Researchers at the
Diffractive imaging, in which image-forming optics are replaced by an inverse computation using scattered intensity data, could, in principle, realize wavelength-scale resolution in a transmission electron microscope. However, to date all implementations of this approach have suffered from various experimental restrictions. Here we demonstrate a form of diffractive imaging that unshackles the image formation process from the constraints of electron optics, improving resolution over that of the lens used by a factor of five and showing for the first time that it is possible to recover the complex exit wave (in modulus and phase) at atomic resolution, over an unlimited field of view, using low-energy (30 keV) electrons. Our method, called electron ptychography, has no fundamental experimental boundaries: further development of this proof-of-principle could revolutionize sub-atomic scale transmission imaging.
It should be emphasized that current results represent a first step in what we believe is a completely new epoch of electron imaging. Many improvements in the experimental setup can be envisaged. The resolution that we achieve here is determined by the angle that the detector subtends at the specimen—a simple, non-fundamental, geometric constraint. Combining an optimal detector configuration with reduced wavelength (by working at normal TEM accelerating voltages: 80–300 keV) could in principle let us achieve much less than 0.05 nm resolution: better than the very best state-of-the-art aberration-corrected machines. Although here we have used a conventional round magnetic lens to form the illumination at the object plane, there are undoubtedly much better ways to configure and optimize a ptychographic microscope. The only requirement on the illumination is that it is reasonably localized (say up to 100 times larger than the final resolution desired) and coherent. There is no need for a high-performance objective lens or any magnification optics. By disposing of so many high-precision components, and moving the imaging process into a computer, we can at last see a route to exploiting the shortness of the electron wavelength for ultimate transmission imaging. No longer does TEM have to be bound by the paradigm of the lens—its Achilles' heel since its invention in 1933.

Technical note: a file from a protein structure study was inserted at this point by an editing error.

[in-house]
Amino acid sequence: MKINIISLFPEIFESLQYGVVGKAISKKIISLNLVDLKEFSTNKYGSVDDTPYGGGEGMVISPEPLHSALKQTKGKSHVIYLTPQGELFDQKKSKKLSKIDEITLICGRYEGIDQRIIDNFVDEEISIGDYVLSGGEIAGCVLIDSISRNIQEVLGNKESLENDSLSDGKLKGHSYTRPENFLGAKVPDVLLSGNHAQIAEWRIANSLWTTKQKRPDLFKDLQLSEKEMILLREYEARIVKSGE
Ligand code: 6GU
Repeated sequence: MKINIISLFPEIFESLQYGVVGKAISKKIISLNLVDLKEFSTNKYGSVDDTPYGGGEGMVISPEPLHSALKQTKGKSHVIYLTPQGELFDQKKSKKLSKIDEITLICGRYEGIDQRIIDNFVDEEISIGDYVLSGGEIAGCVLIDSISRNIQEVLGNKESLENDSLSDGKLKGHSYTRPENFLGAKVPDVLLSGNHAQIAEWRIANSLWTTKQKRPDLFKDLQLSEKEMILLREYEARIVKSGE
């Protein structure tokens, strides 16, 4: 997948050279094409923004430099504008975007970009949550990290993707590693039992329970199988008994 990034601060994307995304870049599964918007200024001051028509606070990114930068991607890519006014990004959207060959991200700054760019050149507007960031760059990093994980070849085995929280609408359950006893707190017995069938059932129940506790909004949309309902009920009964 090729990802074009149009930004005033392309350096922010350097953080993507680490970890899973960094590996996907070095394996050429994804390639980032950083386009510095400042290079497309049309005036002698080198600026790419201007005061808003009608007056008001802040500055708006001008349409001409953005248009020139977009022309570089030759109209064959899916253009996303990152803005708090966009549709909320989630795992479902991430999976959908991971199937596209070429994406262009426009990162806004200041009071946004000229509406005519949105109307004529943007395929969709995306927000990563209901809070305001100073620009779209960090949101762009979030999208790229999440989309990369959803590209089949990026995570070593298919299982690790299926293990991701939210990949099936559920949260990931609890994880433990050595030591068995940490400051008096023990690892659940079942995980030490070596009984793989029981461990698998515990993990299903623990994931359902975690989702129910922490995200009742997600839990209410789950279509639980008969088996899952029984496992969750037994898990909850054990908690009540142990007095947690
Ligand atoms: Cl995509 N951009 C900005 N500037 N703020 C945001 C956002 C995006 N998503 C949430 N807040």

Examples of the recorded diffraction patterns. (a) Free-space diffraction pattern, that is, collected when the probe is in free space. The disk is a shadow image cast by the condenser aperture. (b) Diffraction pattern from the sample. The strong bright-field intensity is seen inside the central disk, also known as the Gabor hologram or Ronchigram. (c) The same diffraction pattern as shown in b plotted on a log-intensity scale to show dark-field intensity data: the high-resolution information arises from this data. Scale bar, 1 nm−1. The ring indicates a radius of 0.236 nm−1.
Wide-field ptychographic reconstruction of gold particles and graphitized carbon on a holey carbon support film
Nature Communications - Ptychographic electron microscopy using high-angle dark-field scattering for sub-nanometre resolution imaging - pictures